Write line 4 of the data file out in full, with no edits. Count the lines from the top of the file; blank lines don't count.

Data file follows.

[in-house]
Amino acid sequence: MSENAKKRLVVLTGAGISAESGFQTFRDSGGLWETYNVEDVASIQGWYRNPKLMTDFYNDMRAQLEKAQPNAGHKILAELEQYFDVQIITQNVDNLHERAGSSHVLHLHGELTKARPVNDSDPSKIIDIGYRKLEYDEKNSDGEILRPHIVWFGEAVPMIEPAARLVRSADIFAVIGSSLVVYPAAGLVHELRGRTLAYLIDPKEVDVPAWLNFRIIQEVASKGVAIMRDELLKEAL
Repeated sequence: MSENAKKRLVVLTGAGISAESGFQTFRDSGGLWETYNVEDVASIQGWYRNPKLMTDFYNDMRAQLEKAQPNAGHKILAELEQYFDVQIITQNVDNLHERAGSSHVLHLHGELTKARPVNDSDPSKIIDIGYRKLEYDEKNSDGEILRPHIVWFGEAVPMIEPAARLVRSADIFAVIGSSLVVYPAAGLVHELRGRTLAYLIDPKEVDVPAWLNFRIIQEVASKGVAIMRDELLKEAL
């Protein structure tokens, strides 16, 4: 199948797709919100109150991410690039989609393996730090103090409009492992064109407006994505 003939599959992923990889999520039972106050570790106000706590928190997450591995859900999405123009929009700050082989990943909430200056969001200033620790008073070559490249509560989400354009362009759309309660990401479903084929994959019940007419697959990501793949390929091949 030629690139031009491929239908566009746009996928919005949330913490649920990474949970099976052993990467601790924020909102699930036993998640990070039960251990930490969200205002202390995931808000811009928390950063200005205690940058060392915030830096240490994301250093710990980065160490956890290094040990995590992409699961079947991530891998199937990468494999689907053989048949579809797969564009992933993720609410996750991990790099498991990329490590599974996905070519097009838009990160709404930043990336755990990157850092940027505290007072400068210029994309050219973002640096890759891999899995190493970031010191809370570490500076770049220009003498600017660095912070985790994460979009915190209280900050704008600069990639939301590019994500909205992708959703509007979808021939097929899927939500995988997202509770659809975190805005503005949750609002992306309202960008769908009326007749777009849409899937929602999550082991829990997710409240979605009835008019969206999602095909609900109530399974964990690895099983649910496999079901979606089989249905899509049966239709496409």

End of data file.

């Protein structure tokens, strides 16, 4: 199948797709919100109150991410690039989609393996730090103090409009492992064109407006994505 003939599959992923990889999520039972106050570790106000706590928190997450591995859900999405123009929009700050082989990943909430200056969001200033620790008073070559490249509560989400354009362009759309309660990401479903084929994959019940007419697959990501793949390929091949 030629690139031009491929239908566009746009996928919005949330913490649920990474949970099976052993990467601790924020909102699930036993998640990070039960251990930490969200205002202390995931808000811009928390950063200005205690940058060392915030830096240490994301250093710990980065160490956890290094040990995590992409699961079947991530891998199937990468494999689907053989048949579809797969564009992933993720609410996750991990790099498991990329490590599974996905070519097009838009990160709404930043990336755990990157850092940027505290007072400068210029994309050219973002640096890759891999899995190493970031010191809370570490500076770049220009003498600017660095912070985790994460979009915190209280900050704008600069990639939301590019994500909205992708959703509007979808021939097929899927939500995988997202509770659809975190805005503005949750609002992306309202960008769908009326007749777009849409899937929602999550082991829990997710409240979605009835008019969206999602095909609900109530399974964990690895099983649910496999079901979606089989249905899509049966239709496409």